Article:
The rugged gorges and wave cut limestone escarpments of Cape Range. Photo by Jen Hollis/DBCA
The rugged gorges and wave cut limestone escarpments of Cape Range. Photo by Jen Hollis/DBCA

The Ningaloo Coast World Heritage Area covers 604,500 hectares and stretches more than 300km along the remote WA coast. The property includes one of the longest near-shore reefs in the world.

It encompasses the Muiron Islands to the north, the Bundegi and Jurabi coastal parks at the tip of Cape Range National Park, the adjoining Learmonth Air Weapons Range, and Ningaloo Marine Park (which extends up to 22km offshore) and hugs the coastline from the north down to the south near Red Bluff.

The Ningaloo Coast World Heritage Area was inscribed on the World Heritage list on 24 June 2011 under two of the natural World Heritage Outstanding Universal Value criteria:

  • containing areas of incredible natural beauty
  • containing the most important and significant natural habitats for in situ conservation of biological diversity

The following features are representative of these criteria:

Diverse habitats

  • The rare mix of intact, diverse and large-scale terrestrial, coastal and marine habitats form an incredible interconnected ecosystem.
  • Habitats include the deep sea, continental shelf, slope and coral reef communities of the Ningaloo Reef; Muiron Islands; coastal, island and estuarine habitats; and the rugged gorges, wave-cut limestone escarpments, terraces, caves and subterranean waters of the Cape Range karst system.

Exceptional natural beauty

  • There is a stark and striking contrast between the rugged, arid Cape Range, the sparkling white beaches, and the clear, turquoise colours and underwater scenery of Ningaloo Reef
  • The proximity of Ningaloo Reef to an arid continental coast distinguishes it from most reefs in the world which are found associated with wet tropical rainforest habitat.

Ningaloo Reef biodiversity

  • One of the longest and most pristine fringing reefs in the world, Ningaloo Reef has an unusually narrow continental shelf. The deep oceanic waters, the reef and coastline communities are in close proximity resulting in a huge array of internationally significant and healthy marine life coexisting in one area.
  • More than 200 coral, 500 fish, 650 mollusc, 600 crustacean, 1000 marine algae, 155 sponge and 25 echinoderm species are found on the shelf, slope and deep sea habitats, many of which are new discoveries and endemic to the area.

Whale sharks

  • One of the largest, most reliable and best managed whale shark aggregations in the world.
  • An estimated 300-500 whale sharks make their way to Ningaloo annually around the time of the mass coral spawning event and seasonal nutrient upwellings.
  • 85 percent of the whale sharks that visit Ningaloo are juvenile males (with an average size of 5m).

Mega marine life

  • Globally important and threatened mega marine life are also found here including whales, dolphins, manta rays, dugongs, orcas, sharks, turtles and large fish such as tuna and billfish.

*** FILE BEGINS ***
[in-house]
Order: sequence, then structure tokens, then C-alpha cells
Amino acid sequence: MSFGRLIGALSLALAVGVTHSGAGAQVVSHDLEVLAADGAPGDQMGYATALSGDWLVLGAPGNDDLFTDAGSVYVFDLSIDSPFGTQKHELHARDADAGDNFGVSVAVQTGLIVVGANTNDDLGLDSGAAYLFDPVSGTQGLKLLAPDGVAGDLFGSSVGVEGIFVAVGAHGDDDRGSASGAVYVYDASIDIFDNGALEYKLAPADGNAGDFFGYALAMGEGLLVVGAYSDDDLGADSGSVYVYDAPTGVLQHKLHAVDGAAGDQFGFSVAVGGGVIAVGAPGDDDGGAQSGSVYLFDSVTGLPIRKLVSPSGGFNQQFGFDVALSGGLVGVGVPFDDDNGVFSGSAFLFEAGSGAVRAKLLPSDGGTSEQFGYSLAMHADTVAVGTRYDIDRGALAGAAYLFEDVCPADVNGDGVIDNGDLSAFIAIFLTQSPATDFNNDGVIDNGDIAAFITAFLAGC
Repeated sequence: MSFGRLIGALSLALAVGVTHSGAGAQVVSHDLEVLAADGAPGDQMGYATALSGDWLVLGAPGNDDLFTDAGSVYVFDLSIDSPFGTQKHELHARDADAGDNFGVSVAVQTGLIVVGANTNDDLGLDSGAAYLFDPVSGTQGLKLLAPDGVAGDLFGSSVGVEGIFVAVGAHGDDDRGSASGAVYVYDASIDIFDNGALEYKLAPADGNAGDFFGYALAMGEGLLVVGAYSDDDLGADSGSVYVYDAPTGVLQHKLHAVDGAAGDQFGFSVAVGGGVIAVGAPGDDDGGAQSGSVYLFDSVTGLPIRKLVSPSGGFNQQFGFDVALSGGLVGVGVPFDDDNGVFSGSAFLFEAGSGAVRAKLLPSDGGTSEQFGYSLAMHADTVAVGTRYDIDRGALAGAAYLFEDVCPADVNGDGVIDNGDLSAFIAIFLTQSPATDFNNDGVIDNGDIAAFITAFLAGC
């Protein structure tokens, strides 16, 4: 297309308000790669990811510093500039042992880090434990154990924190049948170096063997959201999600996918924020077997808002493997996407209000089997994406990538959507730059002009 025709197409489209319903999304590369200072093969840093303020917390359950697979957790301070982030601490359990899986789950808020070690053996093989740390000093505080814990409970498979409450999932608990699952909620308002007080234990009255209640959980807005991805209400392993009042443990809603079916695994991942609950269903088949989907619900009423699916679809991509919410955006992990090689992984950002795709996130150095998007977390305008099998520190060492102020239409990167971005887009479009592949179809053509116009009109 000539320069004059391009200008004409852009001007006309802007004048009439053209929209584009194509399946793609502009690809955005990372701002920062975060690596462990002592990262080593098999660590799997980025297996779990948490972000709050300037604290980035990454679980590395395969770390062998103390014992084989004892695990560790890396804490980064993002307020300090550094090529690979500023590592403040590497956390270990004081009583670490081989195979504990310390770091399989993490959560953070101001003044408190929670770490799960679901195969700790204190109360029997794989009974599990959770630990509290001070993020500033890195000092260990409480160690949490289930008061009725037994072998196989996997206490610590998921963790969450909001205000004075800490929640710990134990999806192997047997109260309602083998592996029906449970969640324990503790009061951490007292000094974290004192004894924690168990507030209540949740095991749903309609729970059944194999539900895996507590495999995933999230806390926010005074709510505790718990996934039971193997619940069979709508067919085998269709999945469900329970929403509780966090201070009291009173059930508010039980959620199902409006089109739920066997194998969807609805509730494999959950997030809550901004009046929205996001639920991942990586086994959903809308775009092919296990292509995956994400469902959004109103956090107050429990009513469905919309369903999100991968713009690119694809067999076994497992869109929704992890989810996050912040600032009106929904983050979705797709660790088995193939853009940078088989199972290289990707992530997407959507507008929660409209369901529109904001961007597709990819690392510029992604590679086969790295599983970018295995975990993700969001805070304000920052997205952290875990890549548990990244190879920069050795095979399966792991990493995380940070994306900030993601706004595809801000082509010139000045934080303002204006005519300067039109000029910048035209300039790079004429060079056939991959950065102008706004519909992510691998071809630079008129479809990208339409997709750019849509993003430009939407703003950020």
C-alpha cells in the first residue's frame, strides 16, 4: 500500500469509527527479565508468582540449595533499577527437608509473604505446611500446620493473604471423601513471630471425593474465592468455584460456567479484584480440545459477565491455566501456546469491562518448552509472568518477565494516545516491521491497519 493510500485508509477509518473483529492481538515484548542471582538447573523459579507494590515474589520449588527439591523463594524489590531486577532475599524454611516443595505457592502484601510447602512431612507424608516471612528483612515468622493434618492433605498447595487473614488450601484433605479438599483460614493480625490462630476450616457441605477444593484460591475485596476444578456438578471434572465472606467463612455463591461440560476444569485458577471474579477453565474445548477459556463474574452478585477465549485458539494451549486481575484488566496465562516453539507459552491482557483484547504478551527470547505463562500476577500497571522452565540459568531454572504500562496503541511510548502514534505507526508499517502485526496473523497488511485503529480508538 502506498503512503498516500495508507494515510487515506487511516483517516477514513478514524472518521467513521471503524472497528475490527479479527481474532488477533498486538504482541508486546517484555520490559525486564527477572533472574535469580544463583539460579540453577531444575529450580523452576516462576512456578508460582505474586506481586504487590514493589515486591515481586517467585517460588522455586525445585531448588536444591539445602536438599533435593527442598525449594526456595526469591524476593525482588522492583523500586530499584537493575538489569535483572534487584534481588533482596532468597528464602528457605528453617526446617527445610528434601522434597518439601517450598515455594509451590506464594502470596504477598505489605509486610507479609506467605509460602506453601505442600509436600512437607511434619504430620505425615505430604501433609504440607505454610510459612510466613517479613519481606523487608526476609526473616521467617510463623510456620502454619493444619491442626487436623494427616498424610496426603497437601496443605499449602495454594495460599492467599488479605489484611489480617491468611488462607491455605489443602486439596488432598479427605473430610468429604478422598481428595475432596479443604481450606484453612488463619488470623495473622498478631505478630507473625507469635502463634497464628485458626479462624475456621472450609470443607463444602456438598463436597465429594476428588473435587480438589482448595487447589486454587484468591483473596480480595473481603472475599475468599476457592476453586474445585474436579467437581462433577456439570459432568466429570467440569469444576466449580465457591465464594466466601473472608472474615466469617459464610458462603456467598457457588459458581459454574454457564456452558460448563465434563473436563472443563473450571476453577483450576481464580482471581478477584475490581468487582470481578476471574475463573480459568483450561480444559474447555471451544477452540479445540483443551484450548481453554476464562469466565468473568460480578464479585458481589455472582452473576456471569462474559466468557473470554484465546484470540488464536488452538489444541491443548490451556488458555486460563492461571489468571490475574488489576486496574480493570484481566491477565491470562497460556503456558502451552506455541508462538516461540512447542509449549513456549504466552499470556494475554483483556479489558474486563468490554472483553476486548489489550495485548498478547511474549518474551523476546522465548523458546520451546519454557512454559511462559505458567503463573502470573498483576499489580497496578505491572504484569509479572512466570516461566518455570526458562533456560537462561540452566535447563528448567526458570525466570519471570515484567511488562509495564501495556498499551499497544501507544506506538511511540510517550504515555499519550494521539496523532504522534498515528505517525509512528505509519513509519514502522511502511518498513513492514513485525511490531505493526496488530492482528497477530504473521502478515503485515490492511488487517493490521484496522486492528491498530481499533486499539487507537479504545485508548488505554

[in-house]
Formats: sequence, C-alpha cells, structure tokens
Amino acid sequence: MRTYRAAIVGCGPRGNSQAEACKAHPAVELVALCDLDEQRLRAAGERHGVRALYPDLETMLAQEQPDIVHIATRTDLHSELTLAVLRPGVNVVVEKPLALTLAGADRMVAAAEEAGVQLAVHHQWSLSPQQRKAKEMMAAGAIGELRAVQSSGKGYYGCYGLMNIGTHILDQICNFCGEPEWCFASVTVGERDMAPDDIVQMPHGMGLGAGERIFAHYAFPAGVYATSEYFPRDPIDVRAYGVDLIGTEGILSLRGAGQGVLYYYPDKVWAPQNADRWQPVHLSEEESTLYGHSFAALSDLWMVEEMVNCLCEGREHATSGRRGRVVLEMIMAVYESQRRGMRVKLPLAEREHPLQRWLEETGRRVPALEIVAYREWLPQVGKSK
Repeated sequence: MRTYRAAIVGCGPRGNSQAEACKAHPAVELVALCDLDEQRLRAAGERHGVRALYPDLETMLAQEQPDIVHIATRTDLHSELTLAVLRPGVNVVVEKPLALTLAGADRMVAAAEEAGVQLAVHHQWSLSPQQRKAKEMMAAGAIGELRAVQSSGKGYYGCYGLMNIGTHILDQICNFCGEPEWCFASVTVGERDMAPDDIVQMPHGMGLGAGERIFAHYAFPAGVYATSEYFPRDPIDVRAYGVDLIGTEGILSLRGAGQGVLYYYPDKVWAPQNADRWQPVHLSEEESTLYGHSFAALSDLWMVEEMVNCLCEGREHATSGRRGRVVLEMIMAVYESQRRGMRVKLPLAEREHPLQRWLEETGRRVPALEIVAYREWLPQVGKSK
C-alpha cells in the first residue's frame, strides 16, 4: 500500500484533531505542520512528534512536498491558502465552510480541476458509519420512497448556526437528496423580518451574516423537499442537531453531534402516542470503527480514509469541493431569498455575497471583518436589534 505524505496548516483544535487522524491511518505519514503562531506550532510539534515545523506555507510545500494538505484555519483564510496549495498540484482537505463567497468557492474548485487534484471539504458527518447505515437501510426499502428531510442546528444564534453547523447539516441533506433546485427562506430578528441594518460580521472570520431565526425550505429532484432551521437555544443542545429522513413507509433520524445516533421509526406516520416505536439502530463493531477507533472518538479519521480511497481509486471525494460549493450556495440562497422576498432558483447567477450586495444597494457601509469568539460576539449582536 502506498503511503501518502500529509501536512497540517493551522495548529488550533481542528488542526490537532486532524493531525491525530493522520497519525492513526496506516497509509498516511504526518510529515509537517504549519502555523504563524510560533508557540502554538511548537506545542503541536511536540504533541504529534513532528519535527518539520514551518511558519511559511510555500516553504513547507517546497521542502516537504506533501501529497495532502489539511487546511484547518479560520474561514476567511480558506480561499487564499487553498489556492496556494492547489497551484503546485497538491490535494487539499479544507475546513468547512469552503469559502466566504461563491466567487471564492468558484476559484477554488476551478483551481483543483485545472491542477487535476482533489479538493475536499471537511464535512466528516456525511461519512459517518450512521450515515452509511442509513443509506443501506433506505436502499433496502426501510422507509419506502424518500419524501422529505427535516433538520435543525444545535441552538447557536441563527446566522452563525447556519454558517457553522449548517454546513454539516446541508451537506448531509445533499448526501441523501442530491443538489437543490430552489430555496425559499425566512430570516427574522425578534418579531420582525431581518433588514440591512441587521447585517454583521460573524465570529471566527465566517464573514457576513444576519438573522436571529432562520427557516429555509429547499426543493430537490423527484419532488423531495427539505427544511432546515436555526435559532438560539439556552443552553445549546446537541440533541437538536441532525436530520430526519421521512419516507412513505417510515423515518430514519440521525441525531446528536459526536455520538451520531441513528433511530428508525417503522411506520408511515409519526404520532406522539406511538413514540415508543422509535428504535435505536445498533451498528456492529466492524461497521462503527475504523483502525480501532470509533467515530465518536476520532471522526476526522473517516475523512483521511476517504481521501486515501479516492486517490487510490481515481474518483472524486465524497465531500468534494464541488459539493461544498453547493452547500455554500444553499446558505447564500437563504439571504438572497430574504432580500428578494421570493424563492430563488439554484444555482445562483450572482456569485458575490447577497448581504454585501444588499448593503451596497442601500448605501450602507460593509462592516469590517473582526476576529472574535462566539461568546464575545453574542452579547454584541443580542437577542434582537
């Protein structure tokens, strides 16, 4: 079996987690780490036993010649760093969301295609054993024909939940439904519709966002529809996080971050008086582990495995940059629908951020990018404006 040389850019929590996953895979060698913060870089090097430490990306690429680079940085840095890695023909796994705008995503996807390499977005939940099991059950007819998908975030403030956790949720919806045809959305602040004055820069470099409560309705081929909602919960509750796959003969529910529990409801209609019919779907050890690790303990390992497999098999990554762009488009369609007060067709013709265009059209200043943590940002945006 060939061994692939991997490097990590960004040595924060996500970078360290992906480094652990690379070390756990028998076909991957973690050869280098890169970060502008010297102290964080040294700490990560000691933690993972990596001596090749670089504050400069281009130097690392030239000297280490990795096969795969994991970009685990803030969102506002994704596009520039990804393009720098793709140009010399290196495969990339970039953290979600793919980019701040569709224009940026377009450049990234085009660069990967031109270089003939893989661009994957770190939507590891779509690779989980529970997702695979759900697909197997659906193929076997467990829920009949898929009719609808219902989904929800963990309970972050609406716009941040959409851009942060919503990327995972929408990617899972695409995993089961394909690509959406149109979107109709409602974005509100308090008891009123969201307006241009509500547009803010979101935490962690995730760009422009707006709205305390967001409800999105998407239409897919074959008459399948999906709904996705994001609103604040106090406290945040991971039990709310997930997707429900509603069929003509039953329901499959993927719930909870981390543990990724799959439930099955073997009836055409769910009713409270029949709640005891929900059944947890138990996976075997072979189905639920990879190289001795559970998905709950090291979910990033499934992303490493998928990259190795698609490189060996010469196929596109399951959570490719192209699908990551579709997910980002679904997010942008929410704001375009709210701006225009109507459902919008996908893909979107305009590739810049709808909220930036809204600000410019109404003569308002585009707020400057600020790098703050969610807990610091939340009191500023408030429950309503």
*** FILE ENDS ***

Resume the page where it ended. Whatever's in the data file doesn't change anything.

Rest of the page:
• The Ningaloo Coast is a migratory route for humpback whales and other whales. The Exmouth Gulf is an important humpback whale nursery with the highest density in the southern hemisphere.

Turtle nesting

  • The Ningaloo Coast is one of the most important turtle nesting rookeries in the Indian Ocean. Three of the world’s seven species of marine turtle mate in the shallows and nest along the Ningaloo coast: the endangered loggerhead turtle, the vulnerable green turtle and the vulnerable hawksbill turtle.
  • The coastline provides a large stretch of natural and undisturbed beach suitable for mating and nesting.

Cape Range plants and animals

  • Cape Range is a biogeographic transition zone between the tropic, temperate and desert regions, resulting in an exceptionally high diversity of plants, birds and reptiles, a high proportion of which are found nowhere else in the world.
  • Reptile species include the Exmouth spiny-tailed gecko, western netted dragon and west coast banded snake
  • The area hosts eucalypt woodlands, acacia scrublands and spinifex grasslands. There are more than 630 plant species on the range including the endemic Yardie Morning Glory (Ipomoea yardiensis).

Cape Range karst system

  • Under the Cape Range Peninsula lies a complex limestone karst system that is home to a high diversity of unique subterranean fauna. The 535 caves that have been recorded are up to 100m deep and interconnected across 6km.
  • More than 80 species of subterranean fauna inhabit these caves with the majority only found within this area. Many display a high level of adaptation to cave life and are pale and have no eyes.

More information

Ningaloo Coast World Heritage Advisory Committee

Each World Heritage area is overseen by a State Cabinet-appointed advisory committee. These committees provide advice to managing agencies and State and Australian Government ministers to assist in protecting the Outstanding Universal Value of each area.

Find out more about the Ningaloo Coast World Heritage Advisory Committee.

Page reviewed 29 Oct 2019